Our politicians have started talking a lot about “economic inequality.” And it is true that our wealthiest neighbors are getting wealthier while our poorest neighbors are finding it harder to break out of poverty and into the middle class. What’s causing this gap to widen between the rich and the poor is hard to understand. There are no simple answers and no simple solutions.

As Catholics, we need to be involved in these conversations about how to grow the middle class and help people out of poverty. And we need to be involved, not as liberals or conservatives, but as Catholics. We need to keep studying these issues and praying about them from the perspective of the Gospel and our social teaching.

So this week, let’s pray for one another and let’s pray for our state and our nation. Let’s commit ourselves to getting more involved in our parishes, our neighborhoods and communities.

And may our Blessed Mother Mary intercede for us, that we might all have hearts open to the needs of the poor and the vulnerable in our society.

Posted with permission from The Tidings, official publication of the Archdiocese of Los Angeles.

Most Rev. José H. Gomez is the Archbishop of Los Angeles, California.
« Previous entry     Back to index     Next entry »
Ads by Google
(What's this?)
blog comments powered by Disqus


Ads by Google (What's this?)
Ads by Google (What's this?)

Featured Videos

Pope Francis celebrates the closing Mass and announces site of next World Youth Day
Pope Francis celebrates the closing Mass and announces site of next World Youth Day
Pope Francis visits poor neighborhood and meets with young people from Argentina
Pope Francis celebrates Mass at the National Shrine of Our Lady of Aparecida
Denver rally draws hundreds in support of religious freedom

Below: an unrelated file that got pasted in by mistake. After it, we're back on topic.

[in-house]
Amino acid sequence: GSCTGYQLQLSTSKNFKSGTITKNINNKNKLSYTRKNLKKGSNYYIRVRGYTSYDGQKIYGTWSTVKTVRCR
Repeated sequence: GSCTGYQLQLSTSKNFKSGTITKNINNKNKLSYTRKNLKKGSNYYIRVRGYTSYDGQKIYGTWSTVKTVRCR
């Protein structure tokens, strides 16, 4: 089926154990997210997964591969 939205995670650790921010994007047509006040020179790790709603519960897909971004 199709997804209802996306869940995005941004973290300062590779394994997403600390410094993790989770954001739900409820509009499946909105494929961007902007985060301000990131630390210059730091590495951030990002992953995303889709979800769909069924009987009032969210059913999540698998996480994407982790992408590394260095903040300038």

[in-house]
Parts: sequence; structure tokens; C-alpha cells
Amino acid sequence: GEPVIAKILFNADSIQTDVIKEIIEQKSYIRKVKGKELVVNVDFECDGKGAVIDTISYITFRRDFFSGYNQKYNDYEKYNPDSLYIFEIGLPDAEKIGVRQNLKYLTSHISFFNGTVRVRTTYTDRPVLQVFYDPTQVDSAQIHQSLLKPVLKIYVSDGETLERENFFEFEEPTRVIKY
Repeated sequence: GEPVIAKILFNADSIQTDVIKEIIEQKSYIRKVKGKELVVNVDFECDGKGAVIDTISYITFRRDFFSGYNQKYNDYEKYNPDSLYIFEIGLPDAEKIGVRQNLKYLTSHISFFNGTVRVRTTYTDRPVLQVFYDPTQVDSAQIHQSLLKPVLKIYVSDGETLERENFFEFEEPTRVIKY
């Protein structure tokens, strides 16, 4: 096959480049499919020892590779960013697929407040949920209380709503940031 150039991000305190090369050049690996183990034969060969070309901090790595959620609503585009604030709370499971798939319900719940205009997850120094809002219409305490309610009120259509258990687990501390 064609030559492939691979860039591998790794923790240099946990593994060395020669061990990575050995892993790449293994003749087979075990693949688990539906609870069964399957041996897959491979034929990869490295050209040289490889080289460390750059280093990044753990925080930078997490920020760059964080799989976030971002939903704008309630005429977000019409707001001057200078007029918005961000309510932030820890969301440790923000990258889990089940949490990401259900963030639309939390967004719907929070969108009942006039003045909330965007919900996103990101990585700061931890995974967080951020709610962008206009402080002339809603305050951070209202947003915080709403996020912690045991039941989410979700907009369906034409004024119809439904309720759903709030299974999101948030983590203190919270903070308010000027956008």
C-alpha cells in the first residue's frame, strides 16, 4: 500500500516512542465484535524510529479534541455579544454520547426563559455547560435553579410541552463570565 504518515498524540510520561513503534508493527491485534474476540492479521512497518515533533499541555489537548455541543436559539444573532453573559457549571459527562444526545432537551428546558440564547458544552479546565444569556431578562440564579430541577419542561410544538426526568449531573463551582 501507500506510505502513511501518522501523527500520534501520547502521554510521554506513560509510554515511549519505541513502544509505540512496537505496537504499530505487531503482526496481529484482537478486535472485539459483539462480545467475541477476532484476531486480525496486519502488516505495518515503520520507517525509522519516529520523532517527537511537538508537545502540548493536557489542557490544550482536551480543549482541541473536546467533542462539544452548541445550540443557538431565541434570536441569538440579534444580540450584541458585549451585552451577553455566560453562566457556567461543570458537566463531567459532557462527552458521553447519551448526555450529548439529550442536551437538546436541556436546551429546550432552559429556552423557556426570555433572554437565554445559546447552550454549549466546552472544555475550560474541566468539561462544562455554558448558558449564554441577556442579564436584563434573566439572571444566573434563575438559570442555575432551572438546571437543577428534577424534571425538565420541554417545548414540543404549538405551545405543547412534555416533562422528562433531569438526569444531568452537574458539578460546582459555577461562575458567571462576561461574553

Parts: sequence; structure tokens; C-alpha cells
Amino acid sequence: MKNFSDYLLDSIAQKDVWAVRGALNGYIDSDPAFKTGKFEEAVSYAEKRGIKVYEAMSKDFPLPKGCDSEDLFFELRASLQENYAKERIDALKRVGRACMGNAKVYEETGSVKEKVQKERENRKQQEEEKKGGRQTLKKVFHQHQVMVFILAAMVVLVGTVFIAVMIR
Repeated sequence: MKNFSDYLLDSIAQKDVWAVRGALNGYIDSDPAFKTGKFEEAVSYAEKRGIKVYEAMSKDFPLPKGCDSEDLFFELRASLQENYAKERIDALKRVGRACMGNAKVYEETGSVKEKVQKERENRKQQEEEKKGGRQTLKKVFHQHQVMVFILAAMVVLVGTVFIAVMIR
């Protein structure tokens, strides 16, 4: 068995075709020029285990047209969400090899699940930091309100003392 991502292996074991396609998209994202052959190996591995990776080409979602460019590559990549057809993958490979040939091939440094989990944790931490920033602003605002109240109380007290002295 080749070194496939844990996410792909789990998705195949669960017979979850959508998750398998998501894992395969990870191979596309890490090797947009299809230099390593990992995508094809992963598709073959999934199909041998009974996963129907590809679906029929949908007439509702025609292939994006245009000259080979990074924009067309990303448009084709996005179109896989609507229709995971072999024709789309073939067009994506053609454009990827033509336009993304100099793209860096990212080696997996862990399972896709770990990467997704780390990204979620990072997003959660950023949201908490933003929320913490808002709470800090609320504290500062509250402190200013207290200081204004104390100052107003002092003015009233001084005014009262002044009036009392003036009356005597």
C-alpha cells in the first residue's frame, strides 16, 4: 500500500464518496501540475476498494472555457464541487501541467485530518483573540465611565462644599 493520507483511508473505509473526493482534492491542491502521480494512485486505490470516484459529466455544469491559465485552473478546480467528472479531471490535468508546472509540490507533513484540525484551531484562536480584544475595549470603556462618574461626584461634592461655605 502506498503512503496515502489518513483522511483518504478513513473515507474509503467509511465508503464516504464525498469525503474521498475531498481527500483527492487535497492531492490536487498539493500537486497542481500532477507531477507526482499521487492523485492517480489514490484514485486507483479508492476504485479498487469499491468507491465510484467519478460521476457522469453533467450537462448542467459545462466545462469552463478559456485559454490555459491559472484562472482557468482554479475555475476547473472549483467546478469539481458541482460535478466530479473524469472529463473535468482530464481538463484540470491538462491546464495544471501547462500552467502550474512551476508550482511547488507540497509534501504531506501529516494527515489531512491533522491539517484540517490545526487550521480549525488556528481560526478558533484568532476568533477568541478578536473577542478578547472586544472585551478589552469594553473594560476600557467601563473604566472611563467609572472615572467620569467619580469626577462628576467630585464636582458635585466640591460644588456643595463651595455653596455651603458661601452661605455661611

Pope Francis prays over a sick man in St Peter's Square
Denver women's clinic will offer natural, Catholic care
Interview Clips: Barbara Nicolosi speaks to CNA
US Cardinals press conference at North American College
Pope Benedict to retire to monastery inside Vatican City
Pope cites waning strength as reason for resignation
Hundreds convene in Denver to urge respect for life
New Orange bishop encourages Catholic unity in diversity
Chinese pro-life activist calls for reform, international attention
At Lincoln installation, Bishop Conley says holiness is success
Mother Cabrini shrine reopens in Chicago after a decade
Ordination of 33 deacons fills St. Peter's with joy
Cardinal says "Charity is the mother of all the virtues"
Augustine Institute expands evangelization effort with new campus
Bishops recall 'Way of St. James' as chance to trust in God
Los Angeles cathedral's newest chapel houses Guadalupe relic

Liturgical Calendar

April 20, 2014


All readings:
Today »
This year »

Catholic Daily

Gospel of the Day

Lk 24:13-35


Daily Readings

First Reading:: Acts 10:34a, 37-43
Second Reading:: Col 3:1-4
Gospel:: Jn 20:1-9

Homily of the Day

Lk 24:13-35


Ads by AdsLiveMedia.com

Ads by AdsLiveMedia.com
Text only

Follow us: